>Esther Verhoef, Close-up (2010)

>

Denne hollandske thriller er den første roman, Verhoef har skrevet alene og under sit eget navn.

Et citat fra prologen (min oversættelse fra engelsk): 

“Mens badekarret blev fyldt, faldt mine øjne på barberkniven i etuiet. Ikke en engangsskraber, men en håndlavet ragekniv, af den slags man sommetider ser hos italienske barberer, utroligt skarp. Mit hjerte sprang et slag over, så stærk var følelsen den skarpe kniv vakte i mig, og de ideer – nye ideer – jeg fik. Men jeg rystede på hovedet. Nej. Hold dig til planen. Der er altid en næste gang.

Men ikke for Edith.”

Efter en barsk skilsmisse fra John flytter Margot ind i sin nye lejlighed og forsøger at få det bedste ud af det. I lang tid har hun følt, hun blev kvalt af sin konventionelle familie og sit ægteskab; der har ikke været plads til hendes individualitet og kreative evner.

Under en weekend i London møder Margot den fantastiske men også lidt mystiske landsmand og fotograf, Leon. Selv om hun er usikker på, hvad han er for en fyr, ringer hun til ham efter sin hjemkomst og lader ham hvirvle hende ind i hans nye, spændende verden af kunstnere.

Hun dropper sit kedelige job, kommer ud af sin triste sindsstemning og sin afhængighed af mand og familie, og læseren kan kun håbe på, hun ikke er faldet i kløerne på en dominerende mand, som måske ændrer hendes liv til det værre. Og hvad er historien bag Leons ekskæreste Ediths ´selvmord´?

Ikke mere om det spændende plot og hovedpersonen, hvis udvikling var interessant at følge. Efter min mening er der dog et enkelt minus. I en spændingsroman skal der selvfølgelig være en håndfuld mistænkte, men der var lovlig mange personer i den tætte kreds omkring Leon hvis opførsel virkede mere påfaldende end nødvendigt.

Jeg fik bogen fra Maxine, hvis anmeldelse kan læses her.   
Global Reading Challenge # 2, Europa.

HUSK: bogkonkurrence for danske læsere.

Esther Verhoef, Close-Up (2009).

This Dutch thriller is the first novel Verhoef has written on her own and under her own name.

A quotation from the prologue:

“While the bath was filling up, my eye fell on the razor in its case. Not the disposable kind, but a handmade cutthroat razor, the sort you sometimes see in Italian barber shops, extremely sharp. My heart skipped a beat, such was the feeling the sharp razor awakened in me and the ideas – new ideas – that occurred to me. Then I shook my head. No. Stick to the plan. No improvisations. There´s always a next time.
 

Not for Edith, though.”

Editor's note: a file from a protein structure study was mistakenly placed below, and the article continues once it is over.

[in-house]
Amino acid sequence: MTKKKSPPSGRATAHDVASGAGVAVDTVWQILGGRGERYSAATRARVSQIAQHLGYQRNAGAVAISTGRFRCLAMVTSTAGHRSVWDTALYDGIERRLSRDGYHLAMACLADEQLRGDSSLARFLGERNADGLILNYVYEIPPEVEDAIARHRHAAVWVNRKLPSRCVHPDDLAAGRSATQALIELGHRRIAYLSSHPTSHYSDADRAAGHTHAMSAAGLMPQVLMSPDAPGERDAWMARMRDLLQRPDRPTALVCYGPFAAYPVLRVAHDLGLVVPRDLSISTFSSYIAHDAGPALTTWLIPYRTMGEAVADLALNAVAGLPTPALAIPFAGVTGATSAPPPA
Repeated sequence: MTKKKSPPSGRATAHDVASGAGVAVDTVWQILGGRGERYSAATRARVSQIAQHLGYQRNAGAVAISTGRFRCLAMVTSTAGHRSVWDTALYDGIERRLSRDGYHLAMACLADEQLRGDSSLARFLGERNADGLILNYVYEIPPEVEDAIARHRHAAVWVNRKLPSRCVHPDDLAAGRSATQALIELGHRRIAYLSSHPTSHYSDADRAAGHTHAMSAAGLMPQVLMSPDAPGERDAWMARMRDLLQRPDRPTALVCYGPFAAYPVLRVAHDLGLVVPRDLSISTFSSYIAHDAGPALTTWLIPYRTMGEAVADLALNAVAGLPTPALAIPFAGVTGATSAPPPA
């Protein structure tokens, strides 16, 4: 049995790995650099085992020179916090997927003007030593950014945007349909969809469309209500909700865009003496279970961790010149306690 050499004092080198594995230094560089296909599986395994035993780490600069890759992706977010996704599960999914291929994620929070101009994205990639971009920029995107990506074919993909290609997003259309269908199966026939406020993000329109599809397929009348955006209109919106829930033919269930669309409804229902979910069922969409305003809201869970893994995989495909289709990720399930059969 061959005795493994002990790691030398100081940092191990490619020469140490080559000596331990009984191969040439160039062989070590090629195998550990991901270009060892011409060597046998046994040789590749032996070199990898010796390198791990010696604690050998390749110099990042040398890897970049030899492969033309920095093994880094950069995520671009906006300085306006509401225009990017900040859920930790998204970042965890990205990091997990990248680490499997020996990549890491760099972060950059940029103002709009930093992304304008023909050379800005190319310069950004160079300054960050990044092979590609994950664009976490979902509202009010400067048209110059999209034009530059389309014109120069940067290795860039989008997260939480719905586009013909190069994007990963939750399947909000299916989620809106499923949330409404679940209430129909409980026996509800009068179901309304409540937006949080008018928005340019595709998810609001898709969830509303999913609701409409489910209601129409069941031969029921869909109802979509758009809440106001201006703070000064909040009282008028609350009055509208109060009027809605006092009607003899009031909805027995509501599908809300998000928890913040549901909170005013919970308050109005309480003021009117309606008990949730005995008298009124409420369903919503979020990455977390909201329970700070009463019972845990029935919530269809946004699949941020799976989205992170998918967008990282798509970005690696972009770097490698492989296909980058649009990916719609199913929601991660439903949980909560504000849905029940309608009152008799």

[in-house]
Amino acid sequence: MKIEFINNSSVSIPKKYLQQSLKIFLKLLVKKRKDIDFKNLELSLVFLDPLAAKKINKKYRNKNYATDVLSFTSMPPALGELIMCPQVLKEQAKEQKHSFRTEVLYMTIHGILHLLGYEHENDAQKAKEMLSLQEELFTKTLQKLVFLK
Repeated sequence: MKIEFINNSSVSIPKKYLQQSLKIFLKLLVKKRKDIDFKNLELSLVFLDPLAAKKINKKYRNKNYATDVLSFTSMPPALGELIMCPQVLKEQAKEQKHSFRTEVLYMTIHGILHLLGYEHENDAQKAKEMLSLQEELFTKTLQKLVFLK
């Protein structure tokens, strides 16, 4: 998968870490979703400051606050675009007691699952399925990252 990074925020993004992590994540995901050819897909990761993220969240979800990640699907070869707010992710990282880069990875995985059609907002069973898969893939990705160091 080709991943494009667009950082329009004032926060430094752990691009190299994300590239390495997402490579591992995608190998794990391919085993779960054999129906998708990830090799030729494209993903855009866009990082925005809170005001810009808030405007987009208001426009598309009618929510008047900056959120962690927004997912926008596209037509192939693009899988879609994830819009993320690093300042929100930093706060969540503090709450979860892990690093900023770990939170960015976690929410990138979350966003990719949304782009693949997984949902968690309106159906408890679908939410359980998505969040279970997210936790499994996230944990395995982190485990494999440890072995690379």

After a tough divorce from John, Margot moves into her new flat, trying to make the best of it. For a long time she has felt smothered by her conventional family as well as John; in her former life there was no scope for individuality and creativity.

During a weekend in London Margot meets the gorgeous but intriguing country fellow and photographer, Leon. Even though she is not quite sure what kind of person he is, she calls him when she returns home and lets him whirl her into his new, exciting world of artists and jetsetters.

She gives up her boring job, snaps out of her gloom and her dependence on her husband and family, and the reader can only hope she has not fallen into the clutches of a possessive man who may turn her life from bad to worse. And what is the real story behind the ´suicide´ of Edith, Leon´s former girlfriend?

No spoilers; let me just say that in many ways this was a fine debut with an intriguing plot and a main character whose development was interesting to follow. In my opinion there was one drawback, however. I do realize that in a thriller, there have to be a handful of suspects; still, there were too many of the people in the close circle around Leon whose behaviour struck me as more mysterious than necessary.

I read the book for the Global Reading Challenge # 2 (Europe), and it was a gift from Maxine whose review you can see here.

Reminder: competition – win gift card – until Jan 21st.
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About Dorte Hummelshøj Jakobsen

I am a Danish teacher. In my spare time I read, write and review crime fiction.
This entry was posted in 2011 Global Reading Challenge, Dutch, Esther Verhoef, review, review 2011. Bookmark the permalink.

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